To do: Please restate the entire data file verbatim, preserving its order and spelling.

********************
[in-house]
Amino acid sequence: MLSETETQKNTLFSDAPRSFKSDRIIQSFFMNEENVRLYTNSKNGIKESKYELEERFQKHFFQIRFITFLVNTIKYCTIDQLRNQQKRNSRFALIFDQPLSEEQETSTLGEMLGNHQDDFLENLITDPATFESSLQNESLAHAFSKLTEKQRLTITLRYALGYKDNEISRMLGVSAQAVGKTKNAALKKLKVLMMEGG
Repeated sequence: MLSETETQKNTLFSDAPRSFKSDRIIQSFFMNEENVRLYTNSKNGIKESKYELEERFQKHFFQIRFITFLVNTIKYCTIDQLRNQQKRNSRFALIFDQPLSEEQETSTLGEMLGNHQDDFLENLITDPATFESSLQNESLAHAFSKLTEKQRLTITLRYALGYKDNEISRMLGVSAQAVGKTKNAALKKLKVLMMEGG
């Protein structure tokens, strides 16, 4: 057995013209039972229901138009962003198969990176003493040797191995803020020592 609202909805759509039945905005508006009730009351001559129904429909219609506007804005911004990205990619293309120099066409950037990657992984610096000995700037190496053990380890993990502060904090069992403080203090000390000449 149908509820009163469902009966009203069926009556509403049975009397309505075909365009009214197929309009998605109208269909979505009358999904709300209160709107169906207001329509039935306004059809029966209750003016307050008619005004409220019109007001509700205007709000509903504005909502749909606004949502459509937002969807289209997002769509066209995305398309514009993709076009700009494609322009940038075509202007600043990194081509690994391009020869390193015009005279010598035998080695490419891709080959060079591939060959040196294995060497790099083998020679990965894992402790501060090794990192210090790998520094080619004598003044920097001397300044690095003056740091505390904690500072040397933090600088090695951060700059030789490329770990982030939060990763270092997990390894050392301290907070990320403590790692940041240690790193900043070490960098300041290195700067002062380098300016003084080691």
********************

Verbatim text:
[in-house]
Amino acid sequence: MLSETETQKNTLFSDAPRSFKSDRIIQSFFMNEENVRLYTNSKNGIKESKYELEERFQKHFFQIRFITFLVNTIKYCTIDQLRNQQKRNSRFALIFDQPLSEEQETSTLGEMLGNHQDDFLENLITDPATFESSLQNESLAHAFSKLTEKQRLTITLRYALGYKDNEISRMLGVSAQAVGKTKNAALKKLKVLMMEGG
Repeated sequence: MLSETETQKNTLFSDAPRSFKSDRIIQSFFMNEENVRLYTNSKNGIKESKYELEERFQKHFFQIRFITFLVNTIKYCTIDQLRNQQKRNSRFALIFDQPLSEEQETSTLGEMLGNHQDDFLENLITDPATFESSLQNESLAHAFSKLTEKQRLTITLRYALGYKDNEISRMLGVSAQAVGKTKNAALKKLKVLMMEGG
């Protein structure tokens, strides 16, 4: 057995013209039972229901138009962003198969990176003493040797191995803020020592 609202909805759509039945905005508006009730009351001559129904429909219609506007804005911004990205990619293309120099066409950037990657992984610096000995700037190496053990380890993990502060904090069992403080203090000390000449 149908509820009163469902009966009203069926009556509403049975009397309505075909365009009214197929309009998605109208269909979505009358999904709300209160709107169906207001329509039935306004059809029966209750003016307050008619005004409220019109007001509700205007709000509903504005909502749909606004949502459509937002969807289209997002769509066209995305398309514009993709076009700009494609322009940038075509202007600043990194081509690994391009020869390193015009005279010598035998080695490419891709080959060079591939060959040196294995060497790099083998020679990965894992402790501060090794990192210090790998520094080619004598003044920097001397300044690095003056740091505390904690500072040397933090600088090695951060700059030789490329770990982030939060990763270092997990390894050392301290907070990320403590790692940041240690790193900043070490960098300041290195700067002062380098300016003084080691």